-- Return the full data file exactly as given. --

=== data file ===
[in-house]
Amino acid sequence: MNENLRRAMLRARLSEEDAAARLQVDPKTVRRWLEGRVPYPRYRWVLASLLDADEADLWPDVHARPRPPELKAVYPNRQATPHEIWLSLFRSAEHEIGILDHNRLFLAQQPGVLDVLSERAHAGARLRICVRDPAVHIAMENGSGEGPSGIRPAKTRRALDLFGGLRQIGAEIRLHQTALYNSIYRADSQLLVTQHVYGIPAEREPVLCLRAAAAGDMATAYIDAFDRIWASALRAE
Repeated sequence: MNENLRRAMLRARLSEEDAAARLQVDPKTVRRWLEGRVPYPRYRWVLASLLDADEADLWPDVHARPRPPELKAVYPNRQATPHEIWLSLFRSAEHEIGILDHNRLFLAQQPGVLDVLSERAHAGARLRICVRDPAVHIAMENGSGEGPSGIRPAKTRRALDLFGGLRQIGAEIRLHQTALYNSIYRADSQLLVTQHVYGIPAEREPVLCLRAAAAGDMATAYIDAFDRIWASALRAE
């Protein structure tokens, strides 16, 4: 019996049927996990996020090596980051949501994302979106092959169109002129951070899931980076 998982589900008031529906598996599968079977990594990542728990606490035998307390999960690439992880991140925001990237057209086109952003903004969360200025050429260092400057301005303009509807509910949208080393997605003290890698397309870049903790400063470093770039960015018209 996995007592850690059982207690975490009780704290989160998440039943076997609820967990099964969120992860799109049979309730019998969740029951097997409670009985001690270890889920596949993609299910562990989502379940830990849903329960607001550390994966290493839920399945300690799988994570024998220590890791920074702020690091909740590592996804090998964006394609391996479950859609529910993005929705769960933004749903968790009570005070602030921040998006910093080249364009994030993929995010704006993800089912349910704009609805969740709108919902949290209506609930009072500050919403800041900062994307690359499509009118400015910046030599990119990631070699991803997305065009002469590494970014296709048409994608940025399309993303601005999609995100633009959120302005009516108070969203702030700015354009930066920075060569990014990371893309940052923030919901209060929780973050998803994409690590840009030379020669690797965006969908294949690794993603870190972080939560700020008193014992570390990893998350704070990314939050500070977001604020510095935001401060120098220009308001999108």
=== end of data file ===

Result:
[in-house]
Amino acid sequence: MNENLRRAMLRARLSEEDAAARLQVDPKTVRRWLEGRVPYPRYRWVLASLLDADEADLWPDVHARPRPPELKAVYPNRQATPHEIWLSLFRSAEHEIGILDHNRLFLAQQPGVLDVLSERAHAGARLRICVRDPAVHIAMENGSGEGPSGIRPAKTRRALDLFGGLRQIGAEIRLHQTALYNSIYRADSQLLVTQHVYGIPAEREPVLCLRAAAAGDMATAYIDAFDRIWASALRAE
Repeated sequence: MNENLRRAMLRARLSEEDAAARLQVDPKTVRRWLEGRVPYPRYRWVLASLLDADEADLWPDVHARPRPPELKAVYPNRQATPHEIWLSLFRSAEHEIGILDHNRLFLAQQPGVLDVLSERAHAGARLRICVRDPAVHIAMENGSGEGPSGIRPAKTRRALDLFGGLRQIGAEIRLHQTALYNSIYRADSQLLVTQHVYGIPAEREPVLCLRAAAAGDMATAYIDAFDRIWASALRAE
């Protein structure tokens, strides 16, 4: 019996049927996990996020090596980051949501994302979106092959169109002129951070899931980076 998982589900008031529906598996599968079977990594990542728990606490035998307390999960690439992880991140925001990237057209086109952003903004969360200025050429260092400057301005303009509807509910949208080393997605003290890698397309870049903790400063470093770039960015018209 996995007592850690059982207690975490009780704290989160998440039943076997609820967990099964969120992860799109049979309730019998969740029951097997409670009985001690270890889920596949993609299910562990989502379940830990849903329960607001550390994966290493839920399945300690799988994570024998220590890791920074702020690091909740590592996804090998964006394609391996479950859609529910993005929705769960933004749903968790009570005070602030921040998006910093080249364009994030993929995010704006993800089912349910704009609805969740709108919902949290209506609930009072500050919403800041900062994307690359499509009118400015910046030599990119990631070699991803997305065009002469590494970014296709048409994608940025399309993303601005999609995100633009959120302005009516108070969203702030700015354009930066920075060569990014990371893309940052923030919901209060929780973050998803994409690590840009030379020669690797965006969908294949690794993603870190972080939560700020008193014992570390990893998350704070990314939050500070977001604020510095935001401060120098220009308001999108």